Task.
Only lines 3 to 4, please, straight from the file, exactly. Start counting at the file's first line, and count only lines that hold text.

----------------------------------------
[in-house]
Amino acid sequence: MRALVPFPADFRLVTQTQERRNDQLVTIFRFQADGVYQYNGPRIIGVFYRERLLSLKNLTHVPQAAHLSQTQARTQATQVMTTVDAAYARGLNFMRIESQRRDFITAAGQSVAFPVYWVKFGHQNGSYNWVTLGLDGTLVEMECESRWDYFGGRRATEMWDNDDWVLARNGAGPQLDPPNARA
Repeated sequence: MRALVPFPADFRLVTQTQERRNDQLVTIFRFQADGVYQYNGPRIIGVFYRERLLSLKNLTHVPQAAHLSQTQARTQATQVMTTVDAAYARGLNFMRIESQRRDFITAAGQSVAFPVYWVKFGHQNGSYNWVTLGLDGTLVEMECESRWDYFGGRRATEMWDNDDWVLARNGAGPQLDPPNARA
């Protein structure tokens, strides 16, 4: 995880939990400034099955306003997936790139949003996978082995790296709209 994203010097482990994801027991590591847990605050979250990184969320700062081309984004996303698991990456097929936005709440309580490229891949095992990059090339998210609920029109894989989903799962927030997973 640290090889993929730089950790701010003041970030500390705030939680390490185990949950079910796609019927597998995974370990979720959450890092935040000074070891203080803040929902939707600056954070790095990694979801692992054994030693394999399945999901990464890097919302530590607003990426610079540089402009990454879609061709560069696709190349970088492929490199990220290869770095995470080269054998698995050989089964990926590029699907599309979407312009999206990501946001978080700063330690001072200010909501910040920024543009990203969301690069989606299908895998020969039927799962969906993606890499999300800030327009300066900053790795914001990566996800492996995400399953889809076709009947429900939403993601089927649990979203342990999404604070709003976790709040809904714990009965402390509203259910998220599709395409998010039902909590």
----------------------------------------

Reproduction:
Repeated sequence: MRALVPFPADFRLVTQTQERRNDQLVTIFRFQADGVYQYNGPRIIGVFYRERLLSLKNLTHVPQAAHLSQTQARTQATQVMTTVDAAYARGLNFMRIESQRRDFITAAGQSVAFPVYWVKFGHQNGSYNWVTLGLDGTLVEMECESRWDYFGGRRATEMWDNDDWVLARNGAGPQLDPPNARA
């Protein structure tokens, strides 16, 4: 995880939990400034099955306003997936790139949003996978082995790296709209 994203010097482990994801027991590591847990605050979250990184969320700062081309984004996303698991990456097929936005709440309580490229891949095992990059090339998210609920029109894989989903799962927030997973 640290090889993929730089950790701010003041970030500390705030939680390490185990949950079910796609019927597998995974370990979720959450890092935040000074070891203080803040929902939707600056954070790095990694979801692992054994030693394999399945999901990464890097919302530590607003990426610079540089402009990454879609061709560069696709190349970088492929490199990220290869770095995470080269054998698995050989089964990926590029699907599309979407312009999206990501946001978080700063330690001072200010909501910040920024543009990203969301690069989606299908895998020969039927799962969906993606890499999300800030327009300066900053790795914001990566996800492996995400399953889809076709009947429900939403993601089927649990979203342990999404604070709003976790709040809904714990009965402390509203259910998220599709395409998010039902909590």